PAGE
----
That Time in Morocco

I’ve been looking up camping this week and got reminded of my time in Morocco. I  made a detour to Marrakesh 3 years ago and heard so much positive things about the place. It was supposedly a good introduction to how Africa is and words like ‘exotic’, ‘flavor’, ‘atmosphere’ were thrown around so much around the internet that I really did buy into it.

In retrospect, the main thing that ruined the trip for me was the heat. In Singapore, we’re perpetually in a high-humidity, 26-32 degrees Celsius type of weather but that has no competition for the type of heat you’d get in the Sahara in the middle of summer.

The thing is, you usually look up your next accommodation from the comforts of an air-conditioned couch even in a hostel. You’ll be munching on some chips, surfing the net and EVERYTHING YOU SEE looks great. If your hostel looks like this, you’d think words like ‘exotic’, ‘chill’, ‘atmosphere’.

Holy crap hot

I had stayed in a really budget ‘hostel’ in Marrakesh which is really a riad. Riads are basically houses built around a courtyard in the middle which is supposed to disperse heat from the surrounding rooms. In the riad I was at, there was no aircon and there was ONE fan to share in the room. It was also 40 degrees and I swear I’ve never in my life experienced air that still. There was a steadfast blanket of heat around me and it’s made worse by the thick carpeted mattresses that we slept on.

Living in the heat automatically puts you in this really shitty mood on landing at the airport. There aren’t public buses as far as I could tell and I had to use one of the overpriced cabs. It wasn’t too bad a move either because there’s really no directions anywhere in town. Once you’re in town for a couple of days you’ll figure out where to go but til then, no signs no nothing but you can rely on this.


Pro-tip: Landmark to orientate yourself

One of the sights I’ve consistently noted being raved about are the souks or markets. They’re hustle and bustle and most fun. In fact, one of my earliest memories of Morocco, nerd that I am, was from Indiana Jones and the Fate of Atlantis which had a puzzle portion where you followed a guy through the confusing souks. I loved that game and was sure I’d love this too.

I liked the colors of the souks. I’d have taken more photos if I didn’t feel as intimidated by the bombardment of hawkers and store-owners who’re telling me to buy everything in sight (possibly because I was walking around with an older lady who’s too white and too smiley for our good). I’d revisit the area again with ironically, a fresh, preppy white American dude and we actually got harassed less so maybe it’s vibes too. I did really like the food there which involves lots of couscous and vegetables and stewed meats and sometimes kebabs.


Standard Moroccan food

I’m quite used to spices and stewed foods as a Singaporean who eats pretty much everything so there’s nothing particularly weird about the foods though I did note that the Australian couple with me on the tour group to the Sahara wanted everything with fries. You’ll find staples like this everywhere and they’re cheapest around and about in the markets.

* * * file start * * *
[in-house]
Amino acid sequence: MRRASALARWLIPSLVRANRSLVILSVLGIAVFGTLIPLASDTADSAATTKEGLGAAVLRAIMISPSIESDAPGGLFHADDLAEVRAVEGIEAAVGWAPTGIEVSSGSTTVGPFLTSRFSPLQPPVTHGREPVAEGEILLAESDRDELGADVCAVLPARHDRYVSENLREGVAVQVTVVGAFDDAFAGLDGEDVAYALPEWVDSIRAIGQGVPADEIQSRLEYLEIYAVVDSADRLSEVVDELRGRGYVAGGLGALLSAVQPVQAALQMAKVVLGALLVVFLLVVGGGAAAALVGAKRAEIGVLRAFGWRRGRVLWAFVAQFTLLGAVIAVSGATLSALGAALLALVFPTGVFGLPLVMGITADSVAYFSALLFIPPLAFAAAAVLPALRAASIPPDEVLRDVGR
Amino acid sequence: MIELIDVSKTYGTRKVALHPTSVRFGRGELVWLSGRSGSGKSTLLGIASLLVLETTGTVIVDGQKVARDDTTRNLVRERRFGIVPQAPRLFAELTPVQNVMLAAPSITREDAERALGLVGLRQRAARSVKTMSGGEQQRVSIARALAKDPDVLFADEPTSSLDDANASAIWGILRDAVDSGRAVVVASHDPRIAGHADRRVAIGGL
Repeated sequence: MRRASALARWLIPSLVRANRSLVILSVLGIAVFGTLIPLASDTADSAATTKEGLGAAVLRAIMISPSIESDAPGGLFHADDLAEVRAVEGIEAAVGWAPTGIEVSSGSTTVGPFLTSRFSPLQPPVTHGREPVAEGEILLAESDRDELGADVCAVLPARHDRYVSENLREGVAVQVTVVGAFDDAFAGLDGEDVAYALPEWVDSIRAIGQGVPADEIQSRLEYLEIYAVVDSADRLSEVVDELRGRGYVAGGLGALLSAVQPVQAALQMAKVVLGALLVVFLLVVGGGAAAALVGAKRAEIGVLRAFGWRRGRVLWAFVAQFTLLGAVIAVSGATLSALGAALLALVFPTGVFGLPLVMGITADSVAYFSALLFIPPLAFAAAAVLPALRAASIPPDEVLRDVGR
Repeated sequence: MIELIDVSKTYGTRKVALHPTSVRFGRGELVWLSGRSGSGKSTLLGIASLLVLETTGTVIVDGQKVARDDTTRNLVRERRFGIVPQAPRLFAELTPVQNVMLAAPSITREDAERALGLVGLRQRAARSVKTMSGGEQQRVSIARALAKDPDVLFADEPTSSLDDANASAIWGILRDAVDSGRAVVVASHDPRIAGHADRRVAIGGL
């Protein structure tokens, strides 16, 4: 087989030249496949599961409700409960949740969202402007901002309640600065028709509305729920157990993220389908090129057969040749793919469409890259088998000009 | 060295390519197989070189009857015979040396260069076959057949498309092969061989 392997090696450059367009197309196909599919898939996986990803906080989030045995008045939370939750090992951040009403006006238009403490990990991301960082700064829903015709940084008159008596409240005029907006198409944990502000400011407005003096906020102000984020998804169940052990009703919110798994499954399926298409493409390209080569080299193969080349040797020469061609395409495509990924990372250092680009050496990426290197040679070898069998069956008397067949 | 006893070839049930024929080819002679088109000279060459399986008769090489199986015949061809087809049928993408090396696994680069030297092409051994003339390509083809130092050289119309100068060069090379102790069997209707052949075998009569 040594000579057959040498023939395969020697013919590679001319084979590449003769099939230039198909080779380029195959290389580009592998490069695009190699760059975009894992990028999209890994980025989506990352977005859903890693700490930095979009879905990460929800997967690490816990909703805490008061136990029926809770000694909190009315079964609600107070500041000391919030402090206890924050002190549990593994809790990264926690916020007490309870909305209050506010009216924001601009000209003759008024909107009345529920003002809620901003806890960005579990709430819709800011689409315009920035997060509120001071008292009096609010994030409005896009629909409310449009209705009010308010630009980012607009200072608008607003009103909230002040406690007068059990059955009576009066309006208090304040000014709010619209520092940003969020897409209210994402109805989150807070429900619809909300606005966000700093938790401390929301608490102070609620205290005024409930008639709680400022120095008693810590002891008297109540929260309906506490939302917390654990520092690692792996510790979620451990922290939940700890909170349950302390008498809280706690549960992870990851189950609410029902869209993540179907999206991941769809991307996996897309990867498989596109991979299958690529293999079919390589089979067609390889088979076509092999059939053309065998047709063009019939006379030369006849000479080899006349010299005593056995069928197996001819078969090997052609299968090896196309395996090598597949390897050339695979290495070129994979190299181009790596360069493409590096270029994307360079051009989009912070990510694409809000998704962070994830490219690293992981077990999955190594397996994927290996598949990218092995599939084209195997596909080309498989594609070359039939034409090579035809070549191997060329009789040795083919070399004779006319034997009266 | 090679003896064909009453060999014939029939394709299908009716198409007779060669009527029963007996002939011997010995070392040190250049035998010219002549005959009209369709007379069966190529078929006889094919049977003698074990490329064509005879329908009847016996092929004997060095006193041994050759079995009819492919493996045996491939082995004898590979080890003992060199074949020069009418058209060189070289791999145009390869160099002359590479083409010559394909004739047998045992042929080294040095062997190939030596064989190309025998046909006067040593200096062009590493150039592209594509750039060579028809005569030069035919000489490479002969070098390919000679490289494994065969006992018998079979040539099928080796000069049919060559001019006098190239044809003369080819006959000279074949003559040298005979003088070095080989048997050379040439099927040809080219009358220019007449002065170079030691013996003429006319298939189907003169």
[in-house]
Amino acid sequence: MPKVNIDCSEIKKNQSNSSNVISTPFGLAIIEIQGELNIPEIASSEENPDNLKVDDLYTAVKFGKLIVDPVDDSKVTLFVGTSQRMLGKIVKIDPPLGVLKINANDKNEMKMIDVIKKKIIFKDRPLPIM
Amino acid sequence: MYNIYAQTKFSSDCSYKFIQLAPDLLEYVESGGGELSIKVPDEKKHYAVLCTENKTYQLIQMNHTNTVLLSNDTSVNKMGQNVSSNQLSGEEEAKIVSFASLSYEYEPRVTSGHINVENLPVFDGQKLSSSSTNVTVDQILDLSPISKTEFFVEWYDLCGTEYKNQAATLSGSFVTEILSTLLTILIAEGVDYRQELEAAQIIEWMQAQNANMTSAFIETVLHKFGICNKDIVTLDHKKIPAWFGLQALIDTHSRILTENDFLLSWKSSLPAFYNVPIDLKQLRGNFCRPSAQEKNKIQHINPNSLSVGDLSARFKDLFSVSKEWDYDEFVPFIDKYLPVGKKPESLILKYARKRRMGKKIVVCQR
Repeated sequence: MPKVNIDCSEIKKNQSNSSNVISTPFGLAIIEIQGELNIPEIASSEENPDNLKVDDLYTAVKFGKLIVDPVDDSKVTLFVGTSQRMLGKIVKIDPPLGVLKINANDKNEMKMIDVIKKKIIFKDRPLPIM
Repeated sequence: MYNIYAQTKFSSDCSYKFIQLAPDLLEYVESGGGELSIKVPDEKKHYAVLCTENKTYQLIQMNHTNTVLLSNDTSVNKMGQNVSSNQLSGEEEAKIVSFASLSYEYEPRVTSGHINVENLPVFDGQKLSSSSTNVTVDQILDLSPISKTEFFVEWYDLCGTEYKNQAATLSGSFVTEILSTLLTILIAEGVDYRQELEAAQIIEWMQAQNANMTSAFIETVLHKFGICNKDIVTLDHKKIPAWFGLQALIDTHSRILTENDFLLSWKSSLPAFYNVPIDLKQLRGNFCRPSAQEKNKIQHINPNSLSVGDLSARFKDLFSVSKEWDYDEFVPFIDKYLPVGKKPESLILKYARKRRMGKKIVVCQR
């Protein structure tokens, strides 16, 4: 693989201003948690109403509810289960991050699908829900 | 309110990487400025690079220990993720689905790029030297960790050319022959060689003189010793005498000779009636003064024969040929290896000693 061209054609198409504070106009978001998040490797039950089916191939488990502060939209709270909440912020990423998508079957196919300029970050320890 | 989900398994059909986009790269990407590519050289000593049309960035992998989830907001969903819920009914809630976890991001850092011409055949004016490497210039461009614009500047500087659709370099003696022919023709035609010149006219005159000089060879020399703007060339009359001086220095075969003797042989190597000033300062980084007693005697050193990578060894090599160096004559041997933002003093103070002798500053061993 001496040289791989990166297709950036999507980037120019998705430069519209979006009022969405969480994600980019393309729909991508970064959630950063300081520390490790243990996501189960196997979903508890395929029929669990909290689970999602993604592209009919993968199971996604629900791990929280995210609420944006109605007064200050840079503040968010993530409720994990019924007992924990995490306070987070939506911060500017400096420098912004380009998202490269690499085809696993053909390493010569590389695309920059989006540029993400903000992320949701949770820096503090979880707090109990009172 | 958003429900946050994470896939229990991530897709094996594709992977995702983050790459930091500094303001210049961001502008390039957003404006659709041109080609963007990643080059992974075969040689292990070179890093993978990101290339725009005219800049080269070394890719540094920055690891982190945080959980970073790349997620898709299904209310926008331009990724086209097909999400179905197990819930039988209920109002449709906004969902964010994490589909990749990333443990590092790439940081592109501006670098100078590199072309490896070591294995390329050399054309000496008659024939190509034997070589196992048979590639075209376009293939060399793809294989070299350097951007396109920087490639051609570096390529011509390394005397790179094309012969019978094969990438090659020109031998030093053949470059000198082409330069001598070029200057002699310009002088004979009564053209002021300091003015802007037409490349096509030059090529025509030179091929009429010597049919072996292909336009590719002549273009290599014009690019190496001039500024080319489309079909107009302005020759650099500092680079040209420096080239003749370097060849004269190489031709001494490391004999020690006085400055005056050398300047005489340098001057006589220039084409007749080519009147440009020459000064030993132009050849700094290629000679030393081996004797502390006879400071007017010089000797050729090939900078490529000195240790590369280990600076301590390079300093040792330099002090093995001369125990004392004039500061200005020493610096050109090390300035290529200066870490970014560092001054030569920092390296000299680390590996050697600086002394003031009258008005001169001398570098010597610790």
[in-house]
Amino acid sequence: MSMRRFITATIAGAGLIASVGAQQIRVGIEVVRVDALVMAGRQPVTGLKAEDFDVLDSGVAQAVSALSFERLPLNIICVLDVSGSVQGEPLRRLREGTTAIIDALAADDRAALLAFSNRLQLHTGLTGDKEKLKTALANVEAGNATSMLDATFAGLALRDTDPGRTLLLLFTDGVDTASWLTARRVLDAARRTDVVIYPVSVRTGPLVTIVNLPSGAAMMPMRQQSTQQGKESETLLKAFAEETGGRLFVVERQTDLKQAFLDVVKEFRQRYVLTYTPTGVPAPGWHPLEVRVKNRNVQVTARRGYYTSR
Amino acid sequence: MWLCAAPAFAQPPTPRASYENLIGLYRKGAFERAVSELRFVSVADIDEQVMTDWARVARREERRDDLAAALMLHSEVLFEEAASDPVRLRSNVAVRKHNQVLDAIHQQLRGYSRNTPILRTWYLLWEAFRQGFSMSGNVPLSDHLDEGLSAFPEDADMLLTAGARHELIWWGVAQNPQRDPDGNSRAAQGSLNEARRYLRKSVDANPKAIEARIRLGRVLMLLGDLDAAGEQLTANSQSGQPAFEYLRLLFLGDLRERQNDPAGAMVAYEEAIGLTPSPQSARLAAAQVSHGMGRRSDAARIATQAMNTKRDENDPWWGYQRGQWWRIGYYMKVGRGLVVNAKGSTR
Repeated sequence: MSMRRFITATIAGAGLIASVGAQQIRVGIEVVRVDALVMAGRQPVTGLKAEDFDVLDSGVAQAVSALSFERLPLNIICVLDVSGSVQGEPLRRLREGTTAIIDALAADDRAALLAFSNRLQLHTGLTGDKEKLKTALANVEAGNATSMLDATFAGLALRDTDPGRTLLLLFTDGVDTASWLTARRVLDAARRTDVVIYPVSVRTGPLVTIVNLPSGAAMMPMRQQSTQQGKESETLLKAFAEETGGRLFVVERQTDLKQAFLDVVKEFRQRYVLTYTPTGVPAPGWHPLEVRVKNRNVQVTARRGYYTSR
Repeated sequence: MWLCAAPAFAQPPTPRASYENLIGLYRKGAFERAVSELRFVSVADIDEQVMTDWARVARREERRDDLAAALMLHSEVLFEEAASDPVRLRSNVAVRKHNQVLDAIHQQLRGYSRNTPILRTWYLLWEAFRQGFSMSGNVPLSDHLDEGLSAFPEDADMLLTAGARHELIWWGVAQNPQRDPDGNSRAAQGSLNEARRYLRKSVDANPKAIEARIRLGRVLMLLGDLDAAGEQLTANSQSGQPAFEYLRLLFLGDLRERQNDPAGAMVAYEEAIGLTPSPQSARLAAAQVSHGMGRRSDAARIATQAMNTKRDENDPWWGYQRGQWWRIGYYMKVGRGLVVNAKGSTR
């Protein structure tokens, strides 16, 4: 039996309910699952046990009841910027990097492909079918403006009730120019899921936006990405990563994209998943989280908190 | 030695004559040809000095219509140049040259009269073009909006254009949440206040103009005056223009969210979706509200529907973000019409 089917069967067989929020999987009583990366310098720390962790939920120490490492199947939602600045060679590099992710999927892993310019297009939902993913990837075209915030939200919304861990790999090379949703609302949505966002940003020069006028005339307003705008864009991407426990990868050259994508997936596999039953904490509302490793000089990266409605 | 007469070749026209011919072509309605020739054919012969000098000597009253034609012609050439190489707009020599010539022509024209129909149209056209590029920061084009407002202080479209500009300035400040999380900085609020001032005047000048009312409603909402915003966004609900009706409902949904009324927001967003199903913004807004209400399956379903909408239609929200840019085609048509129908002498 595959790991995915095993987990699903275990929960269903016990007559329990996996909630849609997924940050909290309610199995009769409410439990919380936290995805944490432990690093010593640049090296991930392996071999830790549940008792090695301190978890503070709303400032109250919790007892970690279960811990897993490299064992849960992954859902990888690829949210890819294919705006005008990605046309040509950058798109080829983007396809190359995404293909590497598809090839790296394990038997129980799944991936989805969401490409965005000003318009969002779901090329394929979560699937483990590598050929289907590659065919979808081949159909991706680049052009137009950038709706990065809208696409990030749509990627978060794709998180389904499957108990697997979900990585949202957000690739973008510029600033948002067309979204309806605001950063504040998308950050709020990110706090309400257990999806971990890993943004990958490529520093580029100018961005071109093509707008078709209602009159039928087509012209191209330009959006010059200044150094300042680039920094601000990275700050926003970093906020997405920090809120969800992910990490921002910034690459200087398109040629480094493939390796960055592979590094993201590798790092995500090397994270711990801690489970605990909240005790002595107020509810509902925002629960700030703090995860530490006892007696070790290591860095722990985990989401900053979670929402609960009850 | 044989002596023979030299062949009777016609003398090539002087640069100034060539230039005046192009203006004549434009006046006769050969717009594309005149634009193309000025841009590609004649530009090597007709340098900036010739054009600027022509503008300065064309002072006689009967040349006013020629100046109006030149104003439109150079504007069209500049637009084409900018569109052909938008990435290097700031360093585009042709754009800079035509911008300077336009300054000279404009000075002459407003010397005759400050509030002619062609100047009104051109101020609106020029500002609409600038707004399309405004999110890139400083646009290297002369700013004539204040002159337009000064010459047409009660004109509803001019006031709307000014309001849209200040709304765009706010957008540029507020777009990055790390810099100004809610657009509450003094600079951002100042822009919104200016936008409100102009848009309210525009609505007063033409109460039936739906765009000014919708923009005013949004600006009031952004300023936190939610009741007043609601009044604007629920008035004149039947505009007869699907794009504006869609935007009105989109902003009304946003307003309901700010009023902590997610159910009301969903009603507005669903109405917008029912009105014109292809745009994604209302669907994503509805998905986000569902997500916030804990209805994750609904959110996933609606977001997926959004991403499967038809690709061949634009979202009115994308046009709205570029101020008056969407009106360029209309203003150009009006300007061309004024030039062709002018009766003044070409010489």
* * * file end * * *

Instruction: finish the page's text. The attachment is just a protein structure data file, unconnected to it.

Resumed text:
Speaking of markets, I remember looking them up online and the sights we see are closer to photos like these


Come buy my colors!


Pies for everybotdy!


Everything is sold here!

In reality, most photos are closer to scenes like this.

My photos are shit, I know that. Why are they so far away and terrible, you ask? Because there are touts bugging me to buy something when I whip out my camera and I don’t like being surrounded by a horde when I’m travelling solo. I’ve learnt one thing about travel blogs – when the pics are too good and the experience is fantastic, chances are 1) the blogger’s travelling as a group, probably in a tour group or 2) the blogger has a good camera and even when pics are massively cropped, still look good.

In my 2 days in Marrakesh, I made up my mind to skip Fez and travelling southwards and fly back to Madrid after a Sahara tour (which anyone sane would need to do). I don’t know if it’s a bad decision but regardless of your feelings about Morocco, you’ll want to camp in the Sahara.


Casual Camel yawns casually

The standard Sahara tour brings you to Ouazazarte. It’d pass through M’Hamid and of course you’ll have to pay more for extras like entrance fees and whatnots to wherever and some part of your itinerary will depend on if your tour group members are game enough for it. I booked my tour with the hostel and I think the hostels/hotels in the area work with the same travel agencies anyway and you’ll be charged according to how much you can afford.

I booked a one night package that involved camping in a tent but the whole group decided that the tents were too hot to stay indoors so we lugged our mattresses out and slept open-faced under the stars. No bugs, no wild animals. It’s too hot for anything to want to bite you. If you’re used to camps with some semblance of a bath, well, you’re in the Sahara where water IS scarce so no baths.

We watched the stars and fell asleep as a blanket of fine sand and heat cascaded over us. We woke in the morning, sandy, sticky and a little parched but I think that might have been the happiest time I’ve had in Morocco. Sleeping outdoors also means everyone will be awake by sunrise and can watch the sun peek out from the dunes before the heat engulfs your soul.

In retrospect, again, I think Morocco can be worth a revisit. I remember feeling very tired at having to reject shop owners at every turn and having to bargain for water at every shop but outside of Marrakesh, if you speak a little French, you’ll get by better and of course there are sights like these to marvel at.



In retrospect of course.